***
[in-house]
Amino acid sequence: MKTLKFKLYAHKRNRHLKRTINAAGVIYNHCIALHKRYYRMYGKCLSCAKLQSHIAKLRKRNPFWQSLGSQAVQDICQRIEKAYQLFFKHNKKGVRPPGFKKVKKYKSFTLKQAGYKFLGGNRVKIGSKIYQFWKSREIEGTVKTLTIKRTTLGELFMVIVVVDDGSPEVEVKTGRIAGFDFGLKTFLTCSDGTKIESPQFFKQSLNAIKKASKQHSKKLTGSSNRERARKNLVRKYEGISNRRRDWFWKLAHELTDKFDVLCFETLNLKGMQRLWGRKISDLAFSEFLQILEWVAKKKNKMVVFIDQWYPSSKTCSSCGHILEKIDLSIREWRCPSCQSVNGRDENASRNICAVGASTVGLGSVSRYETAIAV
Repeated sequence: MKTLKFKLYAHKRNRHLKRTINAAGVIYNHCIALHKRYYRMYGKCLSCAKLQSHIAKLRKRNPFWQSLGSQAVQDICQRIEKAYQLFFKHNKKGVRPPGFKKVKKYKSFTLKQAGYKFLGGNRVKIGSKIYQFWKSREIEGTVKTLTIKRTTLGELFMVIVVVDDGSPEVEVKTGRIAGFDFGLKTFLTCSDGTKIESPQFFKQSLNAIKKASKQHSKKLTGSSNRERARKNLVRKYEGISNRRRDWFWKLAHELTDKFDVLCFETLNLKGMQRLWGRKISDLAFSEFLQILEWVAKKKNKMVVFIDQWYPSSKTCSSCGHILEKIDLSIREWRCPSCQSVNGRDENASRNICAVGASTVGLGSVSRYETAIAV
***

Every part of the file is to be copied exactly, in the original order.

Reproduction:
[in-house]
Amino acid sequence: MKTLKFKLYAHKRNRHLKRTINAAGVIYNHCIALHKRYYRMYGKCLSCAKLQSHIAKLRKRNPFWQSLGSQAVQDICQRIEKAYQLFFKHNKKGVRPPGFKKVKKYKSFTLKQAGYKFLGGNRVKIGSKIYQFWKSREIEGTVKTLTIKRTTLGELFMVIVVVDDGSPEVEVKTGRIAGFDFGLKTFLTCSDGTKIESPQFFKQSLNAIKKASKQHSKKLTGSSNRERARKNLVRKYEGISNRRRDWFWKLAHELTDKFDVLCFETLNLKGMQRLWGRKISDLAFSEFLQILEWVAKKKNKMVVFIDQWYPSSKTCSSCGHILEKIDLSIREWRCPSCQSVNGRDENASRNICAVGASTVGLGSVSRYETAIAV
Repeated sequence: MKTLKFKLYAHKRNRHLKRTINAAGVIYNHCIALHKRYYRMYGKCLSCAKLQSHIAKLRKRNPFWQSLGSQAVQDICQRIEKAYQLFFKHNKKGVRPPGFKKVKKYKSFTLKQAGYKFLGGNRVKIGSKIYQFWKSREIEGTVKTLTIKRTTLGELFMVIVVVDDGSPEVEVKTGRIAGFDFGLKTFLTCSDGTKIESPQFFKQSLNAIKKASKQHSKKLTGSSNRERARKNLVRKYEGISNRRRDWFWKLAHELTDKFDVLCFETLNLKGMQRLWGRKISDLAFSEFLQILEWVAKKKNKMVVFIDQWYPSSKTCSSCGHILEKIDLSIREWRCPSCQSVNGRDENASRNICAVGASTVGLGSVSRYETAIAV